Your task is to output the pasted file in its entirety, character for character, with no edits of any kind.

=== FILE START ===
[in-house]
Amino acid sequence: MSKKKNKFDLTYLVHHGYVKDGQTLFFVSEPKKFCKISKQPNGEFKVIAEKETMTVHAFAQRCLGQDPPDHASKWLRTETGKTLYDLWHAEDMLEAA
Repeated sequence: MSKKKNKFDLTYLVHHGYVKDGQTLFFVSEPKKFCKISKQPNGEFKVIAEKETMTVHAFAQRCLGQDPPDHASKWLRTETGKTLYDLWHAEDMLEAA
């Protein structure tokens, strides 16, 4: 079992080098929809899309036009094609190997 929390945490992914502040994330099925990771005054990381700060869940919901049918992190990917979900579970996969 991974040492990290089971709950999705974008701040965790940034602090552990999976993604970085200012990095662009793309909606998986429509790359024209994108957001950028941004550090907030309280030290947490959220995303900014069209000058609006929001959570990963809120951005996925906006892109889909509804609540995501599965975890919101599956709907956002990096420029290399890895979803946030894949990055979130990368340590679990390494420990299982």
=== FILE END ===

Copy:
[in-house]
Amino acid sequence: MSKKKNKFDLTYLVHHGYVKDGQTLFFVSEPKKFCKISKQPNGEFKVIAEKETMTVHAFAQRCLGQDPPDHASKWLRTETGKTLYDLWHAEDMLEAA
Repeated sequence: MSKKKNKFDLTYLVHHGYVKDGQTLFFVSEPKKFCKISKQPNGEFKVIAEKETMTVHAFAQRCLGQDPPDHASKWLRTETGKTLYDLWHAEDMLEAA
């Protein structure tokens, strides 16, 4: 079992080098929809899309036009094609190997 929390945490992914502040994330099925990771005054990381700060869940919901049918992190990917979900579970996969 991974040492990290089971709950999705974008701040965790940034602090552990999976993604970085200012990095662009793309909606998986429509790359024209994108957001950028941004550090907030309280030290947490959220995303900014069209000058609006929001959570990963809120951005996925906006892109889909509804609540995501599965975890919101599956709907956002990096420029290399890895979803946030894949990055979130990368340590679990390494420990299982």